Founded in 2016, the educational gaming franchise Code Ninjas sets the stage for revitalizing STEM education by teaching children computer coding and problem-solving skills as they learn to build their own video games. And Preston Hollow has become its newest home.
“Code Ninjas provides kids with the opportunity to learn how to code and build video games while learning life skills and having fun,” said Dallas franchisor Jimmy Tran.
Tran and his wife came across Code Ninjas last year while on a visit to the Houston area and decided to bring the educational concept home, opening the franchise’s first Dallas Code Ninjas in Preston Hollow earlier this year.
When Tran was laid off from his job in Corporate America—he was previously head of strategy with CBRE— he decided to realize his dream of owning a small business finally: He became area developer for Dallas’ Code Ninjas franchise.
“I was really nervous at first; with COVID, you just never know. But we’ve actually seen a lot of demand for parents who want to re-engage their kids in extracurricular activities. It was a good transition for me for all those reasons,” he said.
An experienced real estate investor, Tran knows more than a little about seizing opportunities. He founded Oak Lawn Group with his wife Lisa in 2007 while he was still studying at Harvard. The private investment group focuses on urban redevelopment projects in the Oak Lawn neighborhood. Lisa went on to become a managing director within the SMU Cox School of Business, which is well-versed in the education world. Together, she and Jimmy decided Code Ninjas would be a great fit for the Preston Hollow community.
Code Ninjas hopes to instill critical thinking skills in children ages 4–14, a real draw for parents looking to set their children up for success in the future job market. A long-established STEM employee shortage has created high demand for science, technology, engineering, and math training, with recent U.S. Bureau of Labor Statistics reporting an estimated eight percent growth in the number of STEM jobs nationwide by 2029, compared to the 3.7 percent projected growth charted for most other sectors. Computer-related jobs, in particular, are estimated to grow at 11.5 percent between 2019 and 2029—three times the national average—and bring roughly half a million new jobs to the market.
Parents appear to recognize the need for these skillsets as well: Ninety percent of parents say offering computer science learning opportunities is a good use of school resources. According to Tran, remote schooling and isolation during COVID-19 have also served to underscore learning programs’ importance.
“Broadly speaking, parents have been cooped up, and kids have been cooped up, doing most things virtually,” said Tran. “I think many parents now realize how important it is to have kids in a social, physical learning environment.”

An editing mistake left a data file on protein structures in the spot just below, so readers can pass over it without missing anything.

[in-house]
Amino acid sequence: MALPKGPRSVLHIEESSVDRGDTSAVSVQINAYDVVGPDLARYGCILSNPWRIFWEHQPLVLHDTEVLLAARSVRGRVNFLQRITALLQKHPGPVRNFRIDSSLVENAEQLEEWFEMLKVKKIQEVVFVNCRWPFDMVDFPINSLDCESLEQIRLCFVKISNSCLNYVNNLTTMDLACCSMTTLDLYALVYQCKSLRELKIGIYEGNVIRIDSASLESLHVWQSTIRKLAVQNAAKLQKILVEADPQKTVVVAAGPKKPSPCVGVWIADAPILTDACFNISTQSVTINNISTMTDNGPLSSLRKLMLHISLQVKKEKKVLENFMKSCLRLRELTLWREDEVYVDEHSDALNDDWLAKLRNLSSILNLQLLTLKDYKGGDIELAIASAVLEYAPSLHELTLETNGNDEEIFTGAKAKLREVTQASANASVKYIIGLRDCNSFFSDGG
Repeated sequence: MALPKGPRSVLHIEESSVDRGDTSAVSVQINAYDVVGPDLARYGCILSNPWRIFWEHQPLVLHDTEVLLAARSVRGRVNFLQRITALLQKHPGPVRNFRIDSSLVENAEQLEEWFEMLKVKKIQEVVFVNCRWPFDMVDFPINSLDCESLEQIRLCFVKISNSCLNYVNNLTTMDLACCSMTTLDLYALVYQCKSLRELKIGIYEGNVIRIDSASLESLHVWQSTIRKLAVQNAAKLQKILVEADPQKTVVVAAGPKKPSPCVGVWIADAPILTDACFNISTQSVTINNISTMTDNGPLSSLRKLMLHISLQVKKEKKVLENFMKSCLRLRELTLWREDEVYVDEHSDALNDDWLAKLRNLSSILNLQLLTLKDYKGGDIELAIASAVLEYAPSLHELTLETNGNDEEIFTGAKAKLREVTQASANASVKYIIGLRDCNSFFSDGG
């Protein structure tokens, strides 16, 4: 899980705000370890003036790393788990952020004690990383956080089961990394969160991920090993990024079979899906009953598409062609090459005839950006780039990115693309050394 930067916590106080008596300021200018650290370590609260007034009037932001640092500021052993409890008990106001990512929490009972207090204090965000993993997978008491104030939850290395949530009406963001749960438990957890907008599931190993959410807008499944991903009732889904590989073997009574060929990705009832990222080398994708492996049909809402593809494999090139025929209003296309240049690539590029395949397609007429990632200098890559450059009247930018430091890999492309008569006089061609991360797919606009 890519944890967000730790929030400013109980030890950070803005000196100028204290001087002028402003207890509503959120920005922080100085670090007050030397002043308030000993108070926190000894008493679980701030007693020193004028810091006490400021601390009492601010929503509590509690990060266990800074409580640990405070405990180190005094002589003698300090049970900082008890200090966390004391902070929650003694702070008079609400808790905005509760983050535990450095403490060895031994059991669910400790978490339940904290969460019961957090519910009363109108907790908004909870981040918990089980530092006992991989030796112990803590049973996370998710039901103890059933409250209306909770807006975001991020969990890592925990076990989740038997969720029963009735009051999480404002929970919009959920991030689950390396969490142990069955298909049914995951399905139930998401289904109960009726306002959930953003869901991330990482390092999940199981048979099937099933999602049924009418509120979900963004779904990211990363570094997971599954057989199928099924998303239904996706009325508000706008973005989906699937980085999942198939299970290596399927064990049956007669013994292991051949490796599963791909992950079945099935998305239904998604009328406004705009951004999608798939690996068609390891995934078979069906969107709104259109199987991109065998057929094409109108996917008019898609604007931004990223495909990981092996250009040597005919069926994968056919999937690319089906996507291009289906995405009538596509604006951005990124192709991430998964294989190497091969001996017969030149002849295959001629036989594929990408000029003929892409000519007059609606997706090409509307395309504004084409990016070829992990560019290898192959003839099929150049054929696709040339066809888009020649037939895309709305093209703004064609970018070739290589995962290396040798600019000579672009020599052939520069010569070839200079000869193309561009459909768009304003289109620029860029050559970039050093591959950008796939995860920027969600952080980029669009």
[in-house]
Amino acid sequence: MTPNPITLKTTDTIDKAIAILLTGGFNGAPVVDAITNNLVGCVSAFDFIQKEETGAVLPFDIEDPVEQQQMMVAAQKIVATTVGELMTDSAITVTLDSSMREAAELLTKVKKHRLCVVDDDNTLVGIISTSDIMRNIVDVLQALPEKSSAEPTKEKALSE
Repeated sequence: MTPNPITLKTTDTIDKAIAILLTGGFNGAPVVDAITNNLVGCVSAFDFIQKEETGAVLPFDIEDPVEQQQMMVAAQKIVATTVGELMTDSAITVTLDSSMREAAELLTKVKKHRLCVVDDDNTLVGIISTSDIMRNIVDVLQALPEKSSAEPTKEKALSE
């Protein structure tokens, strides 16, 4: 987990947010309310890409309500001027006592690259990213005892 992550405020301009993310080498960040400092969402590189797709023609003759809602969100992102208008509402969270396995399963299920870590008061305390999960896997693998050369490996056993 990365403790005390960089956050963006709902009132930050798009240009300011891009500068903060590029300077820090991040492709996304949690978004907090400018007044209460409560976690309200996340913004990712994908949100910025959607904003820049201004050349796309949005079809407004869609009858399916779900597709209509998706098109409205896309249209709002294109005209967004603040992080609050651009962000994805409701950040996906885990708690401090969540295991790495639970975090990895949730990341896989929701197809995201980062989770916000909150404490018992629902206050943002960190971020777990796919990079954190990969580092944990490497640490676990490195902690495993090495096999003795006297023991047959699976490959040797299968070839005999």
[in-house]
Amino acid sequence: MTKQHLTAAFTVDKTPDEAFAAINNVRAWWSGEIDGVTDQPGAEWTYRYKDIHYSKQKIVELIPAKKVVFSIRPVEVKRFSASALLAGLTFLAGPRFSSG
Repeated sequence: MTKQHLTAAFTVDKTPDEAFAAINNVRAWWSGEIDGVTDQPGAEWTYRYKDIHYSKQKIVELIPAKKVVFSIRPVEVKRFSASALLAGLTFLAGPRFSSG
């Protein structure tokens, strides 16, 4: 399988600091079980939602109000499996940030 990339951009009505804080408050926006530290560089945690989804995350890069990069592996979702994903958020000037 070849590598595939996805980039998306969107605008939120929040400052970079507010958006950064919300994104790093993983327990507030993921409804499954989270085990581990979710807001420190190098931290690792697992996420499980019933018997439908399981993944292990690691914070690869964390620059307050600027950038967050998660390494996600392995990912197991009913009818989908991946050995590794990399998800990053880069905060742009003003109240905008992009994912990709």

Code Ninjas offers memberships through which parents can drop children off to learn about coding through video games.
“Other programs are class-based; you schedule your kid to learn Python at 5:15 p.m. on Wednesdays, for example,” said Tran. “We offer a flexible drop-in program. That means that once you become a member, you can drop in anytime during our opening hours. You don’t have to schedule anything.”
The moniker’s ninja side refers to the organization’s game-based curriculum made up of nine belts, a play on the traditional martial arts structure. Learning centers are called dojos, and children receive help and encouragement from code senseis or instructors.
Following a self-paced, but not self-taught, curriculum, students advance the nine levels from white to black belt. With each promotion, students are treated to “belt-up” celebrations where they receive color-coded wristbands to mark their graduation to the next level. By the end of the program, students have published an app in the App Store.
Tran said he hopes the Dallas Code Ninjas location will become a safe and fun gathering place for Dallas students and their families. He recently turned down an offer to acquire the rights to a Plano franchise of Code Ninjas from its current owner. His reasoning?
“I want to be the brand go-to in Dallas, which is where I live and where my heart is,” said Tran. “There are multiple areas, from Lake Highlands to Lakewood to the Park Cities, that are in the Dallas core and that could use our services.”
Eventually, he does hope to grow the franchise within the City of Dallas, though, after the brand gets its footing here.
“We’re going to see how this first location goes, but we’ve had a good reception from the marketplace, he said. “We see a lot of demand here for what we do, so we’re hoping to expand out to other areas within Dallas. We want to be known as the best place for children to learn coding skills in the city of Dallas,” said Tran.